Inkheart trilogy

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Inkheart trilogy
Inkheart original book covers.jpg
Covers for the three volumes of the original editions of the Inkheart trilogy, designed by Martina Petersen and author Cornelia Funke.
Author Cornelia Funke
Original title Tintenwelt
Translator Anthea Bell
Illustrator Cornelia Funke
Country Germany
Language German
Genre Fantasy, Bildungsroman
Publisher Germany Cecilie Dressler Verlag
United Kingdom Chicken House Publishing
United States Scholastic Corporation
Published 23 Sep. 2003 – 28 Sep. 2008
Published in English 6 October 2003 – October 2008
Media type Print (Hardback & Paperback) and audiobook

The Inkheart trilogy is a series of three fantasy novels written by German author Cornelia Funke, comprising Inkheart (2003), Inkspell (2005), and Inkdeath (2007). The books chronicle the adventures of teenager Meggie Folchart whose life changes dramatically when she realizes that she and her father, a bookbinder named Mo, have the unusual ability to bring characters from books into the real world when reading aloud. Mostly set in Northern Italy and the parallel world of the fictional Inkheart book, the central story arc concerns the magic of books, their characters and creatures, and the art of reading.

Originally released in German-speaking Europe, the English translation of the third book, entitled Inkdeath, by Anthea Bell was released in October 2008. In 2004, Funke sold the film rights to all three books to New Line Cinema; thus far, the first book has been made into a motion picture, which was released in January 2009.[1]

Plot summary[edit]

Inkheart[edit]

Main article: Inkheart

In Inkheart, the twelve-year-old, Meggie, discovers that her father Mortimer, a professional bookbinder, has the unusual ability to transfer characters from books into the real world when he reads aloud - they call those with this ability "Silvertongue". Scared by his own talents, Mo once brought four characters of a book entitled Inkheart to life while reading from the novel, including Dustfinger, his pet marten Gwin; Capricorn, the book's villain; and Basta, Capricorn's right-hand man — in bitter exchange of his wife Teresa (later known as Resa), who disappeared without a trace into the so-called Inkworld of the book. After many years Dustfinger returns to pay Meggie and her father a visit, advising them to flee the country to escape Capricorn and his followers who are in search of Mo and his Inkheart copy. The three of them eventually leave to hide at Meggie's great-aunt Elinor's house in Northern Italy but end up being dragged off by Basta and his companions to the near village of Capricorn where Mo is forced to read both treasure and Meggie as his hostage summons out the fabled monster known as "The Shadow" out of the book. Soon Meggie discovers she has the same talent as her father, and with the help of Inkheart author Fenoglio, her re-read mother, and 1001 Arabian Nights character Farid she helps kill Capricorn and his entourage with the power of her reading talent.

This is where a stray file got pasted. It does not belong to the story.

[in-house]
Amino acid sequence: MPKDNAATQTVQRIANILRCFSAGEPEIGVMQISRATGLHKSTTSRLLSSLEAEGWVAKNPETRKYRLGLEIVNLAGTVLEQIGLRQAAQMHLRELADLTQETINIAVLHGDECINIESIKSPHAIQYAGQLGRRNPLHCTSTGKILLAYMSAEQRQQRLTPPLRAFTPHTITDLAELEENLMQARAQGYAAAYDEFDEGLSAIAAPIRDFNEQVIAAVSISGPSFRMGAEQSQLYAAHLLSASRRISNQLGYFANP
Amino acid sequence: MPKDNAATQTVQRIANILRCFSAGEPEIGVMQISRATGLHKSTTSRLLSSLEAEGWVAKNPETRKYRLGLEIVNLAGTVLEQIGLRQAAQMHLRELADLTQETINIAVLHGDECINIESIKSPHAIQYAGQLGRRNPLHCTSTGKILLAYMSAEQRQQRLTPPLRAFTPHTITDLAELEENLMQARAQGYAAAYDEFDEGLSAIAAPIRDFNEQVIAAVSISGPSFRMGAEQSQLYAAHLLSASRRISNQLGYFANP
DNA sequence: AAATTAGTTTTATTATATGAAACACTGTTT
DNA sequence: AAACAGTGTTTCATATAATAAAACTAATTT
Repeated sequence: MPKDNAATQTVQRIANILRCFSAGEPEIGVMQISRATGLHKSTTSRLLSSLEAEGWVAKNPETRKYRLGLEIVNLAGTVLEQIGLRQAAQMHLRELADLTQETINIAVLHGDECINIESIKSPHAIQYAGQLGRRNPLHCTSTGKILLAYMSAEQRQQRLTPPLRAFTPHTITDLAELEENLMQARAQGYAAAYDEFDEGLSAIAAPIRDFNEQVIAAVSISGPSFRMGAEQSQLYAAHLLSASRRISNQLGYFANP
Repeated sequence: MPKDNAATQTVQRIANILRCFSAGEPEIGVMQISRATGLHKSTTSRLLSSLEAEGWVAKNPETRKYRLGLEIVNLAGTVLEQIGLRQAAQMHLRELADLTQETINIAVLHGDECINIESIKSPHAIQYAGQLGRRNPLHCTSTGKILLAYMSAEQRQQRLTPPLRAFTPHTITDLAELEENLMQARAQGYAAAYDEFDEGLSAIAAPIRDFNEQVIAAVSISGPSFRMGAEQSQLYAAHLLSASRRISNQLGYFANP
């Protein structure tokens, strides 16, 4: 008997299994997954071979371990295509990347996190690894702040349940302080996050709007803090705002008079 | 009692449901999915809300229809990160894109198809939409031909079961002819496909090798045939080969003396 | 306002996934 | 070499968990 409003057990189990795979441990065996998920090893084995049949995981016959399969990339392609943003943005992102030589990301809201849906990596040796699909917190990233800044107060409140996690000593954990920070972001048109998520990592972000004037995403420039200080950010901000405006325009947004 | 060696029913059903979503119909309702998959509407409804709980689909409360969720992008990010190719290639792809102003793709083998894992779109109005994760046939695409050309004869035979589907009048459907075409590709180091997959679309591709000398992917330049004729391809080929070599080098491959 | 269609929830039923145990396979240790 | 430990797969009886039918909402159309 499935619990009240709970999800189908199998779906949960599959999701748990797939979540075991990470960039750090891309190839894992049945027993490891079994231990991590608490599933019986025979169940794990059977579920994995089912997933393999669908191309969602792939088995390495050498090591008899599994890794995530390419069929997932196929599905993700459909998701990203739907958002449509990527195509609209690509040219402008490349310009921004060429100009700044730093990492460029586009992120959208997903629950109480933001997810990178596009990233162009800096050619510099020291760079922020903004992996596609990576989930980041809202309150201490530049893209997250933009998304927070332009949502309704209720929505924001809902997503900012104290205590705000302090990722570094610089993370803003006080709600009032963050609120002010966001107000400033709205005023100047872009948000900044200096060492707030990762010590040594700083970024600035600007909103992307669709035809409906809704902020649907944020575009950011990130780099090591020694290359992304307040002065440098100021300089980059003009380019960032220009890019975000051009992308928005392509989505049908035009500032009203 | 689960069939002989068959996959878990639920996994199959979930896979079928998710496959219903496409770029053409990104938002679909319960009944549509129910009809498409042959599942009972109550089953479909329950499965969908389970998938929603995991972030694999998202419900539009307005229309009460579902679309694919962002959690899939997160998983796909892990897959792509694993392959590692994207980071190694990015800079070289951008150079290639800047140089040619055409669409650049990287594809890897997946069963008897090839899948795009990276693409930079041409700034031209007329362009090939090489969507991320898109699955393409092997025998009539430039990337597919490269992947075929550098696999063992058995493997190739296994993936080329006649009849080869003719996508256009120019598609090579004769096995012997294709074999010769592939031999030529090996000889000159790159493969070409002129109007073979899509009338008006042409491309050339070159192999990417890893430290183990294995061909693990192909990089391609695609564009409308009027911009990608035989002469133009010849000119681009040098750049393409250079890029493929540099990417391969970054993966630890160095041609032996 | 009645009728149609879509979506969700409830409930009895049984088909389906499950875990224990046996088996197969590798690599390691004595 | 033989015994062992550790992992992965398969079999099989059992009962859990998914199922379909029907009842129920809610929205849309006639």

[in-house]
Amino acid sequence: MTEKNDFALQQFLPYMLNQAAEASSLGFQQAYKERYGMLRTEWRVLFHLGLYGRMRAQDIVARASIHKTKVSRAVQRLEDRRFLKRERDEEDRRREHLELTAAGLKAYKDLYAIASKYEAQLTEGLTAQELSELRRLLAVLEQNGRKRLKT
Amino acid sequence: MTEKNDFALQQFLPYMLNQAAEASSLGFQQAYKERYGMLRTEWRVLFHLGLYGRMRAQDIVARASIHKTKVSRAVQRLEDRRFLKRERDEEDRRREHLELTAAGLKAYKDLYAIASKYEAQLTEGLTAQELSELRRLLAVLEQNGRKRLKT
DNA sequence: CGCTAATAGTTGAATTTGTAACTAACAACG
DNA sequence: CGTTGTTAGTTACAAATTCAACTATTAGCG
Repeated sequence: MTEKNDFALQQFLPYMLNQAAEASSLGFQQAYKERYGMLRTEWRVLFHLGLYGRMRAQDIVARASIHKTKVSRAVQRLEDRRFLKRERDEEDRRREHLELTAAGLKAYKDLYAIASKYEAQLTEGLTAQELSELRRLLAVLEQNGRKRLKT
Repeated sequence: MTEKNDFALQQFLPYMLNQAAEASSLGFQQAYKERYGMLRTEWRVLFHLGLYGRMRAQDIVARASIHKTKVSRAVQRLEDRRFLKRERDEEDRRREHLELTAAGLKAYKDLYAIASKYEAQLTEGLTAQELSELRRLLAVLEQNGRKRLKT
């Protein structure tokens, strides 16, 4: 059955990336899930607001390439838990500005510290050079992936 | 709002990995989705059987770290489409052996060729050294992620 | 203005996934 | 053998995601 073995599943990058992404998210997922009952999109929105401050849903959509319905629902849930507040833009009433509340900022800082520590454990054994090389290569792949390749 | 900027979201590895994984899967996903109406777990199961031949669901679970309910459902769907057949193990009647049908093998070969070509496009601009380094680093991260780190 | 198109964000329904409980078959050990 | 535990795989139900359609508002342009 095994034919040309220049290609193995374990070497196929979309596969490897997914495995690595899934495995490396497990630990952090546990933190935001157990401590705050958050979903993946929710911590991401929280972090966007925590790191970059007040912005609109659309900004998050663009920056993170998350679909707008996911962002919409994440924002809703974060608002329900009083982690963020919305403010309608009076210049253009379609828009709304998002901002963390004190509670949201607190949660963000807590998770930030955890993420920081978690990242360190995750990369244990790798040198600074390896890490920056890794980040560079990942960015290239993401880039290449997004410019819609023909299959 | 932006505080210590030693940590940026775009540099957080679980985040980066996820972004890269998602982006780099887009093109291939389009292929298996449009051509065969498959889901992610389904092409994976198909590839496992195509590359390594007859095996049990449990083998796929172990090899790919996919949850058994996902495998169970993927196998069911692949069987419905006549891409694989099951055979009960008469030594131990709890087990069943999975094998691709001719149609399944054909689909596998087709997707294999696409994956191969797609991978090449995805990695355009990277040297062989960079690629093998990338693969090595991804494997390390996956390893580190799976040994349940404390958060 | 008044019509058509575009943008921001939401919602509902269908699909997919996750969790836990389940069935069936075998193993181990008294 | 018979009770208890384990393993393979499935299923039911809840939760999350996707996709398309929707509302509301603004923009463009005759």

Inkspell[edit]

Main article: Inkspell

A year has passed, but not a day goes by without Meggie thinking of Inkheart, a book that has characters that come to life. Resa is back, but she has become mute. The fire-eater, Dustfinger, wants to go back to his wife, Roxanne and his daughters-who are in the story. When he finds a crazy, self- absorbed psycho storyteller, Orpheus, who can read him back into the book, he goes into the pages, but Orpheus doesn't read Farid back into the book like he was supposed to, because he leaves the name "boy" out. Soon Farid convinces Meggie to read him into the book so he can warn Dustfinger of Basta, and then becomes his apprentice once more. But this time, Meggie has figured out how to read herself and Farid into the book Inkheart.